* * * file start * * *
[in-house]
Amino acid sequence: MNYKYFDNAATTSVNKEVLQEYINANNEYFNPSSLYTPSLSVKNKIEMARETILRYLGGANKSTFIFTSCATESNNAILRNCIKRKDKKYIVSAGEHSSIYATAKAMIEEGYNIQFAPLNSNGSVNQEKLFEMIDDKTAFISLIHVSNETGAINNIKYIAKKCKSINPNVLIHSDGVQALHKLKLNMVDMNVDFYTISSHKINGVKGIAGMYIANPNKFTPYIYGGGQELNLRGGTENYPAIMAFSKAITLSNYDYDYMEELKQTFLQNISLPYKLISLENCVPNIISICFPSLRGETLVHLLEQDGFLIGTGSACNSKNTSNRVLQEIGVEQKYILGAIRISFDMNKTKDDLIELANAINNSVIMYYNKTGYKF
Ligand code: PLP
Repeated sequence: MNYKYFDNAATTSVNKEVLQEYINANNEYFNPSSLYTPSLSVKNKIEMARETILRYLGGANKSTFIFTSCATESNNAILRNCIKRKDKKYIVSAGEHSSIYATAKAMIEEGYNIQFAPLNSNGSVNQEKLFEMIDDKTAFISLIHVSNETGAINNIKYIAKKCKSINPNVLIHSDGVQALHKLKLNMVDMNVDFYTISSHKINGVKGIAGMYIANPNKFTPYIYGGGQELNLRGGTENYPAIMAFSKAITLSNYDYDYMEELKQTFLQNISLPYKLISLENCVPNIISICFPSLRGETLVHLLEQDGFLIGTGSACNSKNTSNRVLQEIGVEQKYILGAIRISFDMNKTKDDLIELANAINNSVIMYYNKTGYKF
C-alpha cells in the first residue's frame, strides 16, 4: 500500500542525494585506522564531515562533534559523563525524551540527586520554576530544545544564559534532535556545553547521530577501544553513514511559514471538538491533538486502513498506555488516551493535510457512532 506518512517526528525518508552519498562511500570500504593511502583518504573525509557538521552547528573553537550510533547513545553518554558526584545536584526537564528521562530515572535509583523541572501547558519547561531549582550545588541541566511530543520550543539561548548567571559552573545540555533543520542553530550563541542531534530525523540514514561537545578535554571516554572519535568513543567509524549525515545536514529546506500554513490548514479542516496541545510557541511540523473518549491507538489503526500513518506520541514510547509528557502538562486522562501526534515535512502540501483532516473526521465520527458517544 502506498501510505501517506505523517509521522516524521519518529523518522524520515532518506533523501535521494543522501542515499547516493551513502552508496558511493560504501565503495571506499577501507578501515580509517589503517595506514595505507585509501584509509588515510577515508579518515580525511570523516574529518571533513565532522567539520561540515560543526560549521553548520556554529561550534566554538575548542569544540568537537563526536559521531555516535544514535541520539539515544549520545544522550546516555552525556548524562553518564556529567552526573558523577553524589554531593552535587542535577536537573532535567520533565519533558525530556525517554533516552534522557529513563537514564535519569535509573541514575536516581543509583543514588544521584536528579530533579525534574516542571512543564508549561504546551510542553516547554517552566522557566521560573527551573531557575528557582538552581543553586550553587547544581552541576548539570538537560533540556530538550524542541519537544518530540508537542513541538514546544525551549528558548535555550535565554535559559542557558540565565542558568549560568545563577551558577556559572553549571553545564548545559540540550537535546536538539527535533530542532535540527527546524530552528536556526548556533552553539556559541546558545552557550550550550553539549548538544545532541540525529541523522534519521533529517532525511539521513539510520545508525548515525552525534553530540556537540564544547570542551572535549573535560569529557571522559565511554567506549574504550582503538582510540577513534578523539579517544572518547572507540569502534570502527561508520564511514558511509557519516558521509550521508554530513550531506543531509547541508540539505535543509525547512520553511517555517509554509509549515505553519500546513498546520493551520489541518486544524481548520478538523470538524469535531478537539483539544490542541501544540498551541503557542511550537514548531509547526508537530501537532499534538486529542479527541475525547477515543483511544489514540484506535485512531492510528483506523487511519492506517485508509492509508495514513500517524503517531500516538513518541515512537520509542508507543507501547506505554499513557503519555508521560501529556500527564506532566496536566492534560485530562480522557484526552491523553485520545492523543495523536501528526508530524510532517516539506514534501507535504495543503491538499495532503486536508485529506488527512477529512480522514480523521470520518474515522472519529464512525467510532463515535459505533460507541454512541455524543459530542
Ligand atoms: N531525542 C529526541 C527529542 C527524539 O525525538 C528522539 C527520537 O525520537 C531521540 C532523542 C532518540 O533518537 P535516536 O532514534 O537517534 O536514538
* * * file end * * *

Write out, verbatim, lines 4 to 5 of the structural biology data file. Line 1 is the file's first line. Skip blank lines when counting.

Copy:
Repeated sequence: MNYKYFDNAATTSVNKEVLQEYINANNEYFNPSSLYTPSLSVKNKIEMARETILRYLGGANKSTFIFTSCATESNNAILRNCIKRKDKKYIVSAGEHSSIYATAKAMIEEGYNIQFAPLNSNGSVNQEKLFEMIDDKTAFISLIHVSNETGAINNIKYIAKKCKSINPNVLIHSDGVQALHKLKLNMVDMNVDFYTISSHKINGVKGIAGMYIANPNKFTPYIYGGGQELNLRGGTENYPAIMAFSKAITLSNYDYDYMEELKQTFLQNISLPYKLISLENCVPNIISICFPSLRGETLVHLLEQDGFLIGTGSACNSKNTSNRVLQEIGVEQKYILGAIRISFDMNKTKDDLIELANAINNSVIMYYNKTGYKF
C-alpha cells in the first residue's frame, strides 16, 4: 500500500542525494585506522564531515562533534559523563525524551540527586520554576530544545544564559534532535556545553547521530577501544553513514511559514471538538491533538486502513498506555488516551493535510457512532 506518512517526528525518508552519498562511500570500504593511502583518504573525509557538521552547528573553537550510533547513545553518554558526584545536584526537564528521562530515572535509583523541572501547558519547561531549582550545588541541566511530543520550543539561548548567571559552573545540555533543520542553530550563541542531534530525523540514514561537545578535554571516554572519535568513543567509524549525515545536514529546506500554513490548514479542516496541545510557541511540523473518549491507538489503526500513518506520541514510547509528557502538562486522562501526534515535512502540501483532516473526521465520527458517544 502506498501510505501517506505523517509521522516524521519518529523518522524520515532518506533523501535521494543522501542515499547516493551513502552508496558511493560504501565503495571506499577501507578501515580509517589503517595506514595505507585509501584509509588515510577515508579518515580525511570523516574529518571533513565532522567539520561540515560543526560549521553548520556554529561550534566554538575548542569544540568537537563526536559521531555516535544514535541520539539515544549520545544522550546516555552525556548524562553518564556529567552526573558523577553524589554531593552535587542535577536537573532535567520533565519533558525530556525517554533516552534522557529513563537514564535519569535509573541514575536516581543509583543514588544521584536528579530533579525534574516542571512543564508549561504546551510542553516547554517552566522557566521560573527551573531557575528557582538552581543553586550553587547544581552541576548539570538537560533540556530538550524542541519537544518530540508537542513541538514546544525551549528558548535555550535565554535559559542557558540565565542558568549560568545563577551558577556559572553549571553545564548545559540540550537535546536538539527535533530542532535540527527546524530552528536556526548556533552553539556559541546558545552557550550550550553539549548538544545532541540525529541523522534519521533529517532525511539521513539510520545508525548515525552525534553530540556537540564544547570542551572535549573535560569529557571522559565511554567506549574504550582503538582510540577513534578523539579517544572518547572507540569502534570502527561508520564511514558511509557519516558521509550521508554530513550531506543531509547541508540539505535543509525547512520553511517555517509554509509549515505553519500546513498546520493551520489541518486544524481548520478538523470538524469535531478537539483539544490542541501544540498551541503557542511550537514548531509547526508537530501537532499534538486529542479527541475525547477515543483511544489514540484506535485512531492510528483506523487511519492506517485508509492509508495514513500517524503517531500516538513518541515512537520509542508507543507501547506505554499513557503519555508521560501529556500527564506532566496536566492534560485530562480522557484526552491523553485520545492523543495523536501528526508530524510532517516539506514534501507535504495543503491538499495532503486536508485529506488527512477529512480522514480523521470520518474515522472519529464512525467510532463515535459505533460507541454512541455524543459530542